Prime Minister Mohamed Ghannouchi announced his cabinet on 17 January 2011, three days after Ben Ali's departure. The cabinet included twelve members of the ruling RCD, the leaders of three opposition parties (Mustapha Ben Jafar from the Democratic Forum for Labour and Liberties [FTDL], Ahmed Brahim of the Ettajdid Movement, and Ahmed Najib Chebbi of the PDP),[120] three representatives from the Tunisian General Labour Union (UGTT), and representatives of civil society (including prominent blogger Slim Amamou). Three notable movements not included in the national unity government were the banned Ennahda Movement, the Tunisian Workers' Communist Party[121] and the secular reformist Congress for the Republic.[122] The following day, the three members of the UGTT and Ben Jafaar resigned, saying that they had "no confidence" in a government featuring members of the RCD.[123][124][125]

There were daily protests that members of Ben Ali's RCD party were in the new government. Thousands of anti-RCD protesters rallied in a protests with relatively little violence.[126] On 18 January, demonstrations were held in Tunis, Sfax, Gabes, Bizerta, Sousse and Monastir.[125] Ghannouchi and interim president Mebazaa resigned their RCD memberships in a bid to calm protests, and Ghannouchi stated that all members of the national unity government had "clean hands".[127]

On 20 January, Zouhair M'Dhaffer, a close confidant of Ben Ali, resigned from the government. All other RCD ministers resigned from the party and the central committee of the RCD disbanded itself.[128][129] The new government announced in its first sitting that all political prisoners would be freed and all banned parties would be legalised.[130] The next day, Ghannouchi committed to resigning after holding transparent and free elections within six months.[131]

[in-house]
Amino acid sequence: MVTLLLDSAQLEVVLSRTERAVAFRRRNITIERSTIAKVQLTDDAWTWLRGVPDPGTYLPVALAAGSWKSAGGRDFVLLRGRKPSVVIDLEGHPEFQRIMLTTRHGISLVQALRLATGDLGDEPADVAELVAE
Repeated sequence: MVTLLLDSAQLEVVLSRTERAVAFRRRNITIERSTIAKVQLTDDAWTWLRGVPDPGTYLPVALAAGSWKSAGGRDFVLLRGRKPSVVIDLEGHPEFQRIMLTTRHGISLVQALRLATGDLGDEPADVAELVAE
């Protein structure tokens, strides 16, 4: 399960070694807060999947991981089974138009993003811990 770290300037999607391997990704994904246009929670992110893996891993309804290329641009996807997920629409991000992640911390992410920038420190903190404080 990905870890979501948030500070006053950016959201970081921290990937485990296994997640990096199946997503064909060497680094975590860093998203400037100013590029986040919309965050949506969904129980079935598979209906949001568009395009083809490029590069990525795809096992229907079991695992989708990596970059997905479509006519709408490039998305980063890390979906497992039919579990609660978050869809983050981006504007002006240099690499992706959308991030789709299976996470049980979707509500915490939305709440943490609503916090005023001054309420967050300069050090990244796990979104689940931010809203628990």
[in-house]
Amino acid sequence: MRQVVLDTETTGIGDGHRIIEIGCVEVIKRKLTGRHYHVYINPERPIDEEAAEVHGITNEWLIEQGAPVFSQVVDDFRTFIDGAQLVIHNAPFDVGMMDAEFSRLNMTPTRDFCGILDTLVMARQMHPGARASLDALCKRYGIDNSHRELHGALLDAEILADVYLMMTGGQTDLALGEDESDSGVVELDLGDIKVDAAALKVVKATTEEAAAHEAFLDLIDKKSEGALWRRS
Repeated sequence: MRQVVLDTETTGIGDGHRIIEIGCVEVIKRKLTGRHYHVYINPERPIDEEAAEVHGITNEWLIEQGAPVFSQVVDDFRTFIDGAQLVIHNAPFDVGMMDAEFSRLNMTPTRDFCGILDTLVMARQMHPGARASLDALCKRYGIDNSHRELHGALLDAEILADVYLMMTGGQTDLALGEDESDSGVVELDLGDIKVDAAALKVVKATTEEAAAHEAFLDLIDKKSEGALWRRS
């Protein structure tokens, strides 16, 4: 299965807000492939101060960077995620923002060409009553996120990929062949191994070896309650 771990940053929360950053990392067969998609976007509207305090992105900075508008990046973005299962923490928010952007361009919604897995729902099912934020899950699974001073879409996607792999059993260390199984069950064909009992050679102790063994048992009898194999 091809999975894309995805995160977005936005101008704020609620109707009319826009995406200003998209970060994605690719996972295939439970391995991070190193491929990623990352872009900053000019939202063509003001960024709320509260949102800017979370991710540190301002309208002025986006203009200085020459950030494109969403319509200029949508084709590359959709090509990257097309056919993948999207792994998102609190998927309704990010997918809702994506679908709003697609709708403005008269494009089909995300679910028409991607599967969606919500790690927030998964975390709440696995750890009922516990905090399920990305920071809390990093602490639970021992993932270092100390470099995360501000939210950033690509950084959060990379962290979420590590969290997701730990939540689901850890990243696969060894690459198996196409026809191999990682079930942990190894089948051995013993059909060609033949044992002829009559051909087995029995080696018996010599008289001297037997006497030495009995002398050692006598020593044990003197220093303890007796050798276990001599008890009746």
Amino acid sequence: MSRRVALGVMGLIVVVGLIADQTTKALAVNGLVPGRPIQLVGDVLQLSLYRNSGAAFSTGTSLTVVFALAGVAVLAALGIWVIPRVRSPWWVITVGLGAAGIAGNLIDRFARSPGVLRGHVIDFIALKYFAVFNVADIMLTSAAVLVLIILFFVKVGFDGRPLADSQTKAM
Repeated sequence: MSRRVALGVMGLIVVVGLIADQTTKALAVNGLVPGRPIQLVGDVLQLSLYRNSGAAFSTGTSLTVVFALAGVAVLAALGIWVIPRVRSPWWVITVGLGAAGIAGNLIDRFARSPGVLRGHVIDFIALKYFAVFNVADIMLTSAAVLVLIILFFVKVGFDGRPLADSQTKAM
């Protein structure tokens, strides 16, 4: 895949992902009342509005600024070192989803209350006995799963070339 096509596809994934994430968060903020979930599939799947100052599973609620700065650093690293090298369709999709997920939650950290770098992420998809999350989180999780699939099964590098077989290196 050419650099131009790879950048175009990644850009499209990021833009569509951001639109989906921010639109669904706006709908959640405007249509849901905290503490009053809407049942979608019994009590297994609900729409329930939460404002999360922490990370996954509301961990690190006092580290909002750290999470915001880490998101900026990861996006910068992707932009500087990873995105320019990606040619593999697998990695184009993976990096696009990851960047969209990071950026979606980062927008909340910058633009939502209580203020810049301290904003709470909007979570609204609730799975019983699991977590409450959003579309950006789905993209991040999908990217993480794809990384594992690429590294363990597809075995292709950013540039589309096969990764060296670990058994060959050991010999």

Police begin to join the Tunis protests on 23 January over salaries, and to deflect blame over political deaths attributed to them during Ben Ali's rule.[132] Army chief Rachid Ammar declares that the armed forces are also on the side of the protesters and would "defend the revolution".[133]

On 27 January, Ghannounchi reshuffled his cabinet, with six former-RCD members departing the interim government. Only Ghannouchi and the ministers of industry and international cooperation (who had not been RCD members) remained from Ben Ali's old government. This was seen as meeting one of the protesters' demands,[134] and the UGTT stated its support for the reorganised cabinet.[135] New ministers included state attorney Farhat Rajhi as interior minister, retired career diplomat Ahmed Ounaies as foreign minister, and economist Elyes Jouini as minister delegate to the prime minister in charge of administrative and economic reform.[136] Ounaies later resigned after praising a foreign politician with ties to Ben Ali.[137] Mouldi Kefi became the new foreign minister on 21 February.[138]

By 3 February, all 24 regional governors had been replaced.[139] Days later, the government reached an agreement with the UGTT on the nomination of new governors.[140] The Interior Ministry replaced 34 top-level security officials who were a part of Ben Ali's security infrastructure. Mebazaa promised a national dialogue to address protester demands.[141]

Sidi Bouzid and El Kef saw violence in early February with protesters killed and a police car set on fire. A local police chief was arrested.[142] On 7 February, the defense ministry called up soldiers discharged in the previous five years to help control unrest.[143]